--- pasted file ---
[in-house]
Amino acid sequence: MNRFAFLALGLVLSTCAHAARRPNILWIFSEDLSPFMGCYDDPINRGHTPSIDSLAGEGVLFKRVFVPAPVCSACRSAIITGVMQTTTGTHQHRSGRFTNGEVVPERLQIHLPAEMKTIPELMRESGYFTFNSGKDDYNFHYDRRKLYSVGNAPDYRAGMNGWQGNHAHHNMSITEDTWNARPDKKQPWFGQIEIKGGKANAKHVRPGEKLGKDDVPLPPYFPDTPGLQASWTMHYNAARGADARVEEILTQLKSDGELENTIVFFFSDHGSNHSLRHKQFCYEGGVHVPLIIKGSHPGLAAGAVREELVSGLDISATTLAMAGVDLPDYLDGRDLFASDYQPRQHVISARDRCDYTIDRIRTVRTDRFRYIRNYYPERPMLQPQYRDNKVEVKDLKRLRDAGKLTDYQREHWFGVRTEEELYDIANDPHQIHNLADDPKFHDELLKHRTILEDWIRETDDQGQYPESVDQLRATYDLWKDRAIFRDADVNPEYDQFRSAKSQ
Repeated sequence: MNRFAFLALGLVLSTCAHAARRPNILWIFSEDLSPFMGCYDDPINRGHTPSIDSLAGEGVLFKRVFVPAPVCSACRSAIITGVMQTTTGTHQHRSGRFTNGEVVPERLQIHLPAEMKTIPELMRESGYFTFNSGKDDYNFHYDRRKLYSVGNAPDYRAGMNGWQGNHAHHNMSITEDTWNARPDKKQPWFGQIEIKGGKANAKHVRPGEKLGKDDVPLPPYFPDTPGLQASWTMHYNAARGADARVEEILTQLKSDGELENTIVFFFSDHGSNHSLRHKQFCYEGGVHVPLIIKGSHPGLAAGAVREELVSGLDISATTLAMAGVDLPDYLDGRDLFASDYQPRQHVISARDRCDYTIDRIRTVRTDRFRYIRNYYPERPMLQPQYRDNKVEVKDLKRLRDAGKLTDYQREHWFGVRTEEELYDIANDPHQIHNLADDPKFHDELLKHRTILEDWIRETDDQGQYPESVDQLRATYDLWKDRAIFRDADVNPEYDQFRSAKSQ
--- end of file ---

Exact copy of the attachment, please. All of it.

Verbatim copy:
[in-house]
Amino acid sequence: MNRFAFLALGLVLSTCAHAARRPNILWIFSEDLSPFMGCYDDPINRGHTPSIDSLAGEGVLFKRVFVPAPVCSACRSAIITGVMQTTTGTHQHRSGRFTNGEVVPERLQIHLPAEMKTIPELMRESGYFTFNSGKDDYNFHYDRRKLYSVGNAPDYRAGMNGWQGNHAHHNMSITEDTWNARPDKKQPWFGQIEIKGGKANAKHVRPGEKLGKDDVPLPPYFPDTPGLQASWTMHYNAARGADARVEEILTQLKSDGELENTIVFFFSDHGSNHSLRHKQFCYEGGVHVPLIIKGSHPGLAAGAVREELVSGLDISATTLAMAGVDLPDYLDGRDLFASDYQPRQHVISARDRCDYTIDRIRTVRTDRFRYIRNYYPERPMLQPQYRDNKVEVKDLKRLRDAGKLTDYQREHWFGVRTEEELYDIANDPHQIHNLADDPKFHDELLKHRTILEDWIRETDDQGQYPESVDQLRATYDLWKDRAIFRDADVNPEYDQFRSAKSQ
Repeated sequence: MNRFAFLALGLVLSTCAHAARRPNILWIFSEDLSPFMGCYDDPINRGHTPSIDSLAGEGVLFKRVFVPAPVCSACRSAIITGVMQTTTGTHQHRSGRFTNGEVVPERLQIHLPAEMKTIPELMRESGYFTFNSGKDDYNFHYDRRKLYSVGNAPDYRAGMNGWQGNHAHHNMSITEDTWNARPDKKQPWFGQIEIKGGKANAKHVRPGEKLGKDDVPLPPYFPDTPGLQASWTMHYNAARGADARVEEILTQLKSDGELENTIVFFFSDHGSNHSLRHKQFCYEGGVHVPLIIKGSHPGLAAGAVREELVSGLDISATTLAMAGVDLPDYLDGRDLFASDYQPRQHVISARDRCDYTIDRIRTVRTDRFRYIRNYYPERPMLQPQYRDNKVEVKDLKRLRDAGKLTDYQREHWFGVRTEEELYDIANDPHQIHNLADDPKFHDELLKHRTILEDWIRETDDQGQYPESVDQLRATYDLWKDRAIFRDADVNPEYDQFRSAKSQ